Budget 2023 enhances scope of taxation for Reits/InvITs

Budget 2023 on February 1 enhanced the scope of taxation of Real Estate Investment Trusts (REITs) and Infrastructure Investment Trusts (INvITs) by including income that was not previously taxable.


These will be taxed in the hands of unit holders from April 1, 2024.


Dual non-taxation of any money distributed by the business trust, i.e., which is exempt in the hands of the trust as well as the unit holder, is not the intent of the special taxation regime applicable to such investment vehicles, the Budget document said.



“The amendment proposed for REIT/InVIT related to distribution by manner of ‘Repayment of debt’ to the unitholders is now covered under the ambit of taxation as other income (net of cost of acquisition of the unit) which earlier was not captured. This was acting as an incentive for many sponsors. Any foreign investor receiving the said distribution will be taxed at 40 percent plus surcharge,”


These amendments will take effect from April 1, 2024 and will apply to assessment year 2024-25 and subsequent assessment years, the Budget document said.


Scope of taxation of money distributed by business trusts has been enhanced to include income not previously covered, a tax expert said.


“Taxability of return of capital in case of REITs would force a relook at the distribution models of REITs,”



REIT Rules


REITs are investment vehicles that own, operate and manage a portfolio of income-generating properties for regular returns. REITable properties in India will include commercial assets – primarily office space – that can generate steady rental income.


They operate like mutual funds or shares. REITs have to be mandatorily listed on exchanges and traded like securities. Small investors can buy units in REITs from both primary and secondary markets just as they buy shares or mutual funds.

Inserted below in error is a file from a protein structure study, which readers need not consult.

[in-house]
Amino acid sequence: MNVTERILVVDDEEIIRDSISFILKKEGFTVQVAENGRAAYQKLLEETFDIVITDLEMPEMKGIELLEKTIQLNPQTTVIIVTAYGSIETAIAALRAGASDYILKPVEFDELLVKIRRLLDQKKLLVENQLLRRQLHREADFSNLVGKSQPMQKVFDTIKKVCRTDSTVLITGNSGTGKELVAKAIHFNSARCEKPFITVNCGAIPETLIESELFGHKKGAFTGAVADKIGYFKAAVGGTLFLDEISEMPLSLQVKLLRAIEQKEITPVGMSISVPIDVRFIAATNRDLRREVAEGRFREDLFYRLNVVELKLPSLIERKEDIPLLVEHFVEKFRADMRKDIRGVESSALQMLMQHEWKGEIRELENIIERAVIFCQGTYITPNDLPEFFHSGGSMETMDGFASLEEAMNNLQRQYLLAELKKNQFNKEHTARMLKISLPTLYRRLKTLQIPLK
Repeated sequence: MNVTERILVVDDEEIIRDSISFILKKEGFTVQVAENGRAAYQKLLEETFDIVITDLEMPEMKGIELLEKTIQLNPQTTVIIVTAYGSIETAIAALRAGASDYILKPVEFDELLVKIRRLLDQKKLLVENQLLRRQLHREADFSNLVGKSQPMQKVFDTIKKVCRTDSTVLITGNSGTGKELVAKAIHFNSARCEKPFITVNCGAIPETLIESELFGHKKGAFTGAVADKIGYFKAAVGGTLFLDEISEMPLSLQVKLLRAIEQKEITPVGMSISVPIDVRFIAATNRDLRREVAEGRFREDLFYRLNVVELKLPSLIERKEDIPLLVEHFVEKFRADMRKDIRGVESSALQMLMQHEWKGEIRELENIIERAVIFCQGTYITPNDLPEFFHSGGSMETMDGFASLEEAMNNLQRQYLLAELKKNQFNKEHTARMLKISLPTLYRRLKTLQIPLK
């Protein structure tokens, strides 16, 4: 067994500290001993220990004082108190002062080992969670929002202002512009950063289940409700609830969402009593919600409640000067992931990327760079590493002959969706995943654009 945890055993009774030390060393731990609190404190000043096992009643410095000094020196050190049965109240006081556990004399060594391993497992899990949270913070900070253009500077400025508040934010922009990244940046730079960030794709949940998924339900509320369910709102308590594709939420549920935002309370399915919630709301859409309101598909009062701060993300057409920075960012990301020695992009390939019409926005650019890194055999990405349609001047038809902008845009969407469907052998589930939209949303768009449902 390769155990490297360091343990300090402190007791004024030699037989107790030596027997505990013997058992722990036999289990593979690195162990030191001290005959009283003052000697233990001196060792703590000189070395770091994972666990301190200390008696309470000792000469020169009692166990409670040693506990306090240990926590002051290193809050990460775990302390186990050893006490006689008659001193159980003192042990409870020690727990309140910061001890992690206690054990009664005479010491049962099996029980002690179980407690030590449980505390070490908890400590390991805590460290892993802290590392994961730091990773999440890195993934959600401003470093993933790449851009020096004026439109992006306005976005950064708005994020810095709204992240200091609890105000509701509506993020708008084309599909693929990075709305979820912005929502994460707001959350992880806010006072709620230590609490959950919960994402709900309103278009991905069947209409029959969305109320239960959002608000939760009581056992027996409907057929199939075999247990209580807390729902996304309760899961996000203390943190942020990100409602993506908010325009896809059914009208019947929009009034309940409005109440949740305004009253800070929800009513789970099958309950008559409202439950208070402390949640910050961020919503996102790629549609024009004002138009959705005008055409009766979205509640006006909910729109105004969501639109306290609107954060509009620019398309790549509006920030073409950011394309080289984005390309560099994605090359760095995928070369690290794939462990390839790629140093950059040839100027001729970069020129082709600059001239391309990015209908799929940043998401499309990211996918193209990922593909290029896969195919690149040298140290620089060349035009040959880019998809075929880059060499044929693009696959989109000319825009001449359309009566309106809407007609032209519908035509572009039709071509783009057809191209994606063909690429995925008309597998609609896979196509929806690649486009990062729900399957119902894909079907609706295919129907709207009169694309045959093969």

As per the guidelines for REITs, 80 percent of the company’s assets must be invested in completed projects, and only 20 percent in under-construction projects, equity shares, money market instruments, cash equivalents, and real estate activities. To ensure regular income to investors, it has been mandated to distribute at least 90 percent of the net distributable cash flows to the investors at least twice a year.



Income From Other Sources

“Interest, dividend and rental incomes have been accorded a pass-through status at the level of business trusts and are taxable in the hands of the unit holder. However, in respect of the distributions made by the business trust to its unit holders, which are shown as repayment of debt, are actually distributions of surplus cash and it is seen that it did not suffer taxation either in the hands of business trust or in the hands of the unit holder.”


“It is proposed to make such sums received by a unit holder taxable in his hands. Hence Section 56(2)(xii) is proposed to be inserted to provide that such income shall be included as income from other sources received by a unit holder from a business trust.”


The budget document noted that that Finance (No.2) Act, 2014 introduced a special taxation regime for REITs and InVITs (commonly referred to as business trusts).


The special regime was introduced in order to address the challenges of financing and investment in infrastructure. The business trusts invest in special purpose vehicles (SPVs) through equity or debt instruments.




Keeping in mind the business structure, the special taxation regime under section 115UA of the Act, inter-alia, provides a pass-through status to business trusts in respect of interest income and dividend income received by both of them from an SPV and rental income in case of REIT.


Such income is taxable in the hands of the unit holders unless specifically exempted, the document said.